Guest post by Jim Delaney
The sheer volume of social intelligence on the Internet is exploding. Public relations professionals must sift through the millions of status updates, photos, videos, check-ins and other digital breadcrumbs to uncover meaningful, valuable insights and then decipher the best ways to act upon that data.
Image: The IBM Curiosity Shop via Flickr, CC 2.0
This year, PR professionals need to learn how to harness the power of big data to listen and engage, or face being left behind. It is surely becoming part of your daily PR research function.
So, what is big data?
It refers to the ability to collect large sets of complex data that are normally difficult to filter.
How can PR professionals harness the power of big data to support customer service, PR and marketing efforts?
There is no silver bullet, but we can provide some examples, based on recent experiences.
Leveraging real-time data during a crisis
Take Waze for example. Waze is the community-driven app that learns from users’ driving mannerisms to provide routing and real-time traffic updates. With more than 18.5 million users, marketers and PR professionals can use Waze to obtain valuable information, especially during a crisis.
That is exactly what happened in the aftermath of Hurricane Sandy. The Federal Emergency Management Association (FEMA) and The White House called upon Waze to determine where to send gasoline trucks in New Jersey.
Since many stations were unable to open, the challenge was to understand where to send the fuel and who needed it most.
Based upon the data they found on Waze, FEMA and the White House informed the public which gas stations had fuel during the gas shortages and power outages.
This data helped the government quickly handle the crisis, and is a great example of how real-time data interpretation can be used for a fast solution.
Attribute/drive creative social PR campaigns
Late last year, Kingsford Charcoal sought to identify “The Nicest Person in Social Media.” Kingsford worked with Marketwire’s engineering team to develop a script that identified people who tweeted the words “please,” thank you” and “thanks” most frequently in 2012.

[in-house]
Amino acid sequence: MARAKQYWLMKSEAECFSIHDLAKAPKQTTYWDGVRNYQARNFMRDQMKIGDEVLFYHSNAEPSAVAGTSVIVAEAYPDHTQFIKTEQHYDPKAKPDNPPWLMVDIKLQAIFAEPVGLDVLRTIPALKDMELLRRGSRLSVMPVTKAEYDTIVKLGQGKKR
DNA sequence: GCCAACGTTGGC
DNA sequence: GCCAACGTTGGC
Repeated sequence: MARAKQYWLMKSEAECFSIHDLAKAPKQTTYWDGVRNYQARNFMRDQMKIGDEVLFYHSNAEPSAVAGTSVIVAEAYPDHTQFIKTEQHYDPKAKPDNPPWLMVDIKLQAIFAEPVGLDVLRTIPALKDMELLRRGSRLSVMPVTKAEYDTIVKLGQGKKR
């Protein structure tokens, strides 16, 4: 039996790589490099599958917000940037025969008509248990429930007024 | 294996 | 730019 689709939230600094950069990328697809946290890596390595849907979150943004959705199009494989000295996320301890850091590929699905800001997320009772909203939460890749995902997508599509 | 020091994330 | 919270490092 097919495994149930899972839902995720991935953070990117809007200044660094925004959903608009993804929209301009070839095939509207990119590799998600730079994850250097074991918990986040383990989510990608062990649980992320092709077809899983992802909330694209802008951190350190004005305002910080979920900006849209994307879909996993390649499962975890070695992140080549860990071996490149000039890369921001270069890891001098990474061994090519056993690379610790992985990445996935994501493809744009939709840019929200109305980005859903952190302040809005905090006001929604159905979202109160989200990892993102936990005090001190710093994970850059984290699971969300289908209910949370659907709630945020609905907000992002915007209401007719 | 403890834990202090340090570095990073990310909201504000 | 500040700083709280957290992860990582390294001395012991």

But being “nice” isn’t just about please and thank you. The algorithm also accounted for people with positive sentiment scores and those who avoided “foul” language.
After analyzing more than 100 billion tweets on the Sysomos platform, Kingsford Charcoal and Marketwire deemed Waukesha, Wisconsin resident, IT professional, and part-time wine blogger, Clifford Brown, as 2012’s “Nicest Person in Social Media.”
Clifford’s “nice score” was exceptional, thanks in part to tweeting the words “please,” “thanks” and “thank you” 1,574 times during the year – an average of 4+ times a day!
Ultimately, this clever contest enabled Kingsford to promote their product during a time when many people weren’t grilling, and it provided them a way to meaningful engage with the online community in a way they’d never done before.
“Lighting up” your PR stunt
Stunts are a standard tool in the public relations arsenal, but with the help of social media analytics, we’re starting to see brands take them a step further.
For example, a tree at Union Station in Toronto, Ont. was “powered” by Canada’s Christmas spirit. Using positive Christmas chatter in social media, the data lit up 30,000 LED lights. Each light color represented the sentiment coming from a different social channel.
And the more social media spirit that came in at one time, the brighter the tree shined. Words like “Santa,” “snowflake,” and “magic” triggered various patters in the tree’s lights. Big data can “enlighten” stunts – providing the brand with more meaning, longevity, and, ultimately, value.
As 2013 progresses, the success or failure of a PR program will become increasingly dependent on deeper analytics and insights. It’s important that you are as prepared as possible. If you are willing to adapt and embrace big data, you can innovate your programs and add value now and in the future.
As COO Marketwire, Jim Delaney steers the day-to-day operations of the company, including all client-facing aspects of Marketwire’s business: sales, marketing, media relations, business solutions, editorial and international divisions. Jim has a reputation for delivering exceptional results for prominent international companies, such as Dun & Bradstreet and JPMorgan Chase & Co. He is a graduate of the U.S. Naval Academy, and received his MBA from the Wharton School at the University of Pennsylvania.